tabloid (1)

  The pharmaceutical firm Burroughs, Wellcome & Company was founded in London in 1880 by the American-born entrepreneurs Silas Burroughs (1846-95) and Henry Wellcome (1853-1936). They registered the name Tabloid (with capital initial) on 14th March 1884, as a trademark for concentrated drugs and medicines in tablet form. (It remains a proprietary name to this day.) The firm applied […]

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serendipity

    The noun serendipity denotes the faculty of making by accident discoveries that are both fortunate and unexpected. (It has been borrowed into Spanish as serendipia, into Italian as serendipità, and into French as sérendipité.) It was coined by the English writer and politician Horace Walpole (1717-97). In a letter that he wrote to his friend Horace Mann […]

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magpiety

  Monument to Thomas Hood (designed by M. Noble) erected in Kensal Green Cemetery by Public Subscription illustration from Memorials of Thomas Hood (1860)     A blend of magpie and piety, the word magpiety was originally invented by the English poet and humorist Thomas Hood (1799-1845) to denote talkativeness, garrulity, especially on religious or moral topics and affected piety. This author first used […]

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human bean

  The term human bean is a humorous alteration or mispronunciation of human being, frequently used as part of an extended pun relating to beans. It is first recorded in Punch, or The London Charivari (1842): This little wretch is exciting the most intense interest, (Faugh!) and we have bribed the authorities in all directions to obtain information regarding him. […]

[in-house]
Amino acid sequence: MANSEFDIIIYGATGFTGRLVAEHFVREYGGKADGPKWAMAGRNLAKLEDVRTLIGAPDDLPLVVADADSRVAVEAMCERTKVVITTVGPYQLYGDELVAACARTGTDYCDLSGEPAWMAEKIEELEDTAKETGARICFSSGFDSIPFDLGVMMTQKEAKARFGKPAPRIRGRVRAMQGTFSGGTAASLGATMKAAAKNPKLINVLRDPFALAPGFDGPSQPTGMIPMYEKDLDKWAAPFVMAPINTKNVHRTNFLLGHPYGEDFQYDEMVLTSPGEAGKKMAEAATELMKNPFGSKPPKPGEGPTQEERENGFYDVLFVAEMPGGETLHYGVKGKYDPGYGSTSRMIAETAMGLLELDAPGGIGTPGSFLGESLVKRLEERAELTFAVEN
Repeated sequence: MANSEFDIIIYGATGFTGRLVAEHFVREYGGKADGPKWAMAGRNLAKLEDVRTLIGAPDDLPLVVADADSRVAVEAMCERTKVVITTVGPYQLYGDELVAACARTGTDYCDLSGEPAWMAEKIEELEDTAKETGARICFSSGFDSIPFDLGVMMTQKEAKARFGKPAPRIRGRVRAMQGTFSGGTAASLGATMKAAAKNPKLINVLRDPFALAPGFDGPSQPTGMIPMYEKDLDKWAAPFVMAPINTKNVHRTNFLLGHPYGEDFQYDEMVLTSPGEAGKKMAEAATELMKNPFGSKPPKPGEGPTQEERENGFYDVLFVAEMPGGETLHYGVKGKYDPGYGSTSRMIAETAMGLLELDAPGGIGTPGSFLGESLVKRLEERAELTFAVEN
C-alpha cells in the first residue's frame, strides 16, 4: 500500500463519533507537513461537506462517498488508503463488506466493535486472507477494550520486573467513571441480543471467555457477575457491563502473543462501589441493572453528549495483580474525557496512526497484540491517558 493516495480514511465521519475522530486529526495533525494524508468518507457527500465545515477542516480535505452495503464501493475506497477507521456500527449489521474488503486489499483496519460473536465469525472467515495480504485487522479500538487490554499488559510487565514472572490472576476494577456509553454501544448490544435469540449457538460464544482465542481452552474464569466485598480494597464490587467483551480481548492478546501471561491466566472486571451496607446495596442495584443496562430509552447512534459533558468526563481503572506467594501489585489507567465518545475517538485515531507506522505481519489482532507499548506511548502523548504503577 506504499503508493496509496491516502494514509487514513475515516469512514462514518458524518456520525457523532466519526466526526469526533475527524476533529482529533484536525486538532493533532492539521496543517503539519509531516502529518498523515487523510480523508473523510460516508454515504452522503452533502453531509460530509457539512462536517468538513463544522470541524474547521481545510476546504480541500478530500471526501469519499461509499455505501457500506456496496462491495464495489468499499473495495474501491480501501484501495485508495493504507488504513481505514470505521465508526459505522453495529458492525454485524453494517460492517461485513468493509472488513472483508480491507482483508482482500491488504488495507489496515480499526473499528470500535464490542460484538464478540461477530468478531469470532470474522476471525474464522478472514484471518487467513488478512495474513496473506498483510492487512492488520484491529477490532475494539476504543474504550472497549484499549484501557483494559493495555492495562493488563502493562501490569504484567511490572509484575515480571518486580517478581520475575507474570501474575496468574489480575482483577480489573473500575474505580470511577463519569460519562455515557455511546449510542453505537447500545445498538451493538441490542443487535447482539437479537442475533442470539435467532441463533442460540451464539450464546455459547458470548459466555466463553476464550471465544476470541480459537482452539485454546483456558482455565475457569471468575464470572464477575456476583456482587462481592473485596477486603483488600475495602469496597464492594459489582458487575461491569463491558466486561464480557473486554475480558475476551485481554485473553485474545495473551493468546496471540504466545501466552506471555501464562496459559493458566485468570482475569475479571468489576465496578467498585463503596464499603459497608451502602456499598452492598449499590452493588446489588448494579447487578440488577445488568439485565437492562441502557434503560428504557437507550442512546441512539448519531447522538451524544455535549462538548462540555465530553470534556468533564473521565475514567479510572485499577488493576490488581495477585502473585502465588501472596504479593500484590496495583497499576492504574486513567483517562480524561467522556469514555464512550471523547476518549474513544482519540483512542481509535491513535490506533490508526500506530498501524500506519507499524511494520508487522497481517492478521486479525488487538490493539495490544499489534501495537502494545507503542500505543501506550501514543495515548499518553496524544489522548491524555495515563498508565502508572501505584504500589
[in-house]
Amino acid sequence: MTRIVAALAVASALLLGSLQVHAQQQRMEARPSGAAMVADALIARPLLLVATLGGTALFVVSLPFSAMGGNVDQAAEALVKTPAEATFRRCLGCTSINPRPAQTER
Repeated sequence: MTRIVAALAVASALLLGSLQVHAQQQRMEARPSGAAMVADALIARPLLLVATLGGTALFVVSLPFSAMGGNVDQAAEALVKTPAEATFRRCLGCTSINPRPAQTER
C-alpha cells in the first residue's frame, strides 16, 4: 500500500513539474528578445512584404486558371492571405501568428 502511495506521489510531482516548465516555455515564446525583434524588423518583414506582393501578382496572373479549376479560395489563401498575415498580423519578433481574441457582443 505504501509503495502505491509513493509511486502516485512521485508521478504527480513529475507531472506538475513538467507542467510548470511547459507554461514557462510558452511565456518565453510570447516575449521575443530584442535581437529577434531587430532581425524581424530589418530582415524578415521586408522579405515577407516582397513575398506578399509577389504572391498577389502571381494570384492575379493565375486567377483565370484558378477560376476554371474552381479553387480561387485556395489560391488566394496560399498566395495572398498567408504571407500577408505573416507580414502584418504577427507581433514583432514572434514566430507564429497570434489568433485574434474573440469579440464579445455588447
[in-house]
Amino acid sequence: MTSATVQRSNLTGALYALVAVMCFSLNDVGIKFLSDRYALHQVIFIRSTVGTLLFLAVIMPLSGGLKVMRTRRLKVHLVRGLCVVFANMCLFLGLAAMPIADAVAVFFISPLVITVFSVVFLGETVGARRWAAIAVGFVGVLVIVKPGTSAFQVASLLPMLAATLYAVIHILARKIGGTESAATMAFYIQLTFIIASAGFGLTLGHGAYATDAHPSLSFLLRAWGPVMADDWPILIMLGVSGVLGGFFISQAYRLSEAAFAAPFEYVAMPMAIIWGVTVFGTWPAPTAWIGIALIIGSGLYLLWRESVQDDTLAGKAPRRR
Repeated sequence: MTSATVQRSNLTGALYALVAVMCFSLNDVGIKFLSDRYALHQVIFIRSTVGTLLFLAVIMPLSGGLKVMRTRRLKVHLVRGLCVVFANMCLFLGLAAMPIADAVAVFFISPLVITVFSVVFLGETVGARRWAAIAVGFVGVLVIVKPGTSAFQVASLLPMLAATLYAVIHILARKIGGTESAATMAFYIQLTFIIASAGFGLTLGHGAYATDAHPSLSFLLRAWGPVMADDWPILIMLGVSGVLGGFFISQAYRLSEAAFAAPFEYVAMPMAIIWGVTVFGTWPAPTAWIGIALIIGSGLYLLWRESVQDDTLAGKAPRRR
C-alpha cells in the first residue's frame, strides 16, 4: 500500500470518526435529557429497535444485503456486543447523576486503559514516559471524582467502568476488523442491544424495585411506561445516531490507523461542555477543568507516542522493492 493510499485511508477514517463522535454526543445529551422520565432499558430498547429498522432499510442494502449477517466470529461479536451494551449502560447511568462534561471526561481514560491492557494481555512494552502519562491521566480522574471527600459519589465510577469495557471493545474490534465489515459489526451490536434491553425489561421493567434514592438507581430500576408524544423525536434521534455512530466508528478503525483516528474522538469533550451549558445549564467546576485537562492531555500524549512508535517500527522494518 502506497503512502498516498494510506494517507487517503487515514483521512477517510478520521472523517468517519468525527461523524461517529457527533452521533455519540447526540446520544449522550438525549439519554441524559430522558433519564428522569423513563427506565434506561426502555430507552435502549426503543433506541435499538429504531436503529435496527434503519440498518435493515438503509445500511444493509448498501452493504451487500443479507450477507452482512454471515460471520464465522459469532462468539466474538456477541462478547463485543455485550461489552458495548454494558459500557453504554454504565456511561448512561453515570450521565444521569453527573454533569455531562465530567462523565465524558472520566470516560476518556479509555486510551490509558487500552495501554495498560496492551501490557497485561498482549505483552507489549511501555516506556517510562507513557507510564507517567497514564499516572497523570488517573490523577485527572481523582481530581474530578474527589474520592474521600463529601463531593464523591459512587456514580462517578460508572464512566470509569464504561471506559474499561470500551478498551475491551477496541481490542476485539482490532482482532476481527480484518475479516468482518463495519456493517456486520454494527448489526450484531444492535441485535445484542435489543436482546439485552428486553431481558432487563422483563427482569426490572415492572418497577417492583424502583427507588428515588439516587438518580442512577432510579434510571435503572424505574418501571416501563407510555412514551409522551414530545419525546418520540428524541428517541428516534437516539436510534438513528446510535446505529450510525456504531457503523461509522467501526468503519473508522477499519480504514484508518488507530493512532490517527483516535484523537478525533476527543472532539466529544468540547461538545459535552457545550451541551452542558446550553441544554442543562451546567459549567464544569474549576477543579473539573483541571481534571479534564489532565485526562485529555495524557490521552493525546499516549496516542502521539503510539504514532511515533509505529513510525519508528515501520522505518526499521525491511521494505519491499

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rhesus

  Le Rhesus (Simia Rhesus) – illustration by Jean-Baptiste Audebert for his treatise, Histoire naturelle des singes et des makis (1799) – image: Bibliothèque nationale de France / gallica.bnf.fr     This word is from French rhésus, formerly rhesus, and from its etymon, the scientific Latin (Simia) Rhesus. In Histoire naturelle des singes et des makis (Natural […]

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pandemonium

  Charles Macklin (circa 1792), by John Opie image: National Portrait Gallery       MEANING   a place or state of utter confusion and uproar   ORIGIN   In Paradise Lost (1667), the English poet John Milton (1608-74) invented Pandæmonium, with a capital P, as the name for the capital of Hell, containing the […]

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panjandrum

  cover of The Great Panjandrum Himself (1885), a picture book based on the text attributed to Samuel Foote, by the English artist and illustrator Randolph Caldecott (1846-86) – photograph: Aleph-Bet Books     MEANING   a pompous self-important official or person of rank   ORIGIN The word is supposed to have been coined in […]

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